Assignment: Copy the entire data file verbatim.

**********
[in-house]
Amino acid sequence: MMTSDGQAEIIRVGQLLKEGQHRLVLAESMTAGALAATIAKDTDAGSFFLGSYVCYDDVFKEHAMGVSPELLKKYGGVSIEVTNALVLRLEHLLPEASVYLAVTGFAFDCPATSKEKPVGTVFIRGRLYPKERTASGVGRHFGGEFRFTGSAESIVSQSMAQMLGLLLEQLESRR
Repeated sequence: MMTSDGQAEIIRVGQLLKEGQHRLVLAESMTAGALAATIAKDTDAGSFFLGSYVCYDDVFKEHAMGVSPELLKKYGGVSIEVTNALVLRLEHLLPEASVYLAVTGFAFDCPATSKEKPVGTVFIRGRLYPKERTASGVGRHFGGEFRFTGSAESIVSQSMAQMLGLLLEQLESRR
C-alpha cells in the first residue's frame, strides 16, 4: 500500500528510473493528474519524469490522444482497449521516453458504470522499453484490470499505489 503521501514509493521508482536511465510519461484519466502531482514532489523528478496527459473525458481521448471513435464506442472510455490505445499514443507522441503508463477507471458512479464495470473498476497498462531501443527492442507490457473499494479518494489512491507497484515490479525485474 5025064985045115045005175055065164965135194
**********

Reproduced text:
[in-house]
Amino acid sequence: MMTSDGQAEIIRVGQLLKEGQHRLVLAESMTAGALAATIAKDTDAGSFFLGSYVCYDDVFKEHAMGVSPELLKKYGGVSIEVTNALVLRLEHLLPEASVYLAVTGFAFDCPATSKEKPVGTVFIRGRLYPKERTASGVGRHFGGEFRFTGSAESIVSQSMAQMLGLLLEQLESRR
Repeated sequence: MMTSDGQAEIIRVGQLLKEGQHRLVLAESMTAGALAATIAKDTDAGSFFLGSYVCYDDVFKEHAMGVSPELLKKYGGVSIEVTNALVLRLEHLLPEASVYLAVTGFAFDCPATSKEKPVGTVFIRGRLYPKERTASGVGRHFGGEFRFTGSAESIVSQSMAQMLGLLLEQLESRR
C-alpha cells in the first residue's frame, strides 16, 4: 500500500528510473493528474519524469490522444482497449521516453458504470522499453484490470499505489 503521501514509493521508482536511465510519461484519466502531482514532489523528478496527459473525458481521448471513435464506442472510455490505445499514443507522441503508463477507471458512479464495470473498476497498462531501443527492442507490457473499494479518494489512491507497484515490479525485474 5025064985045115045005175055065164965135194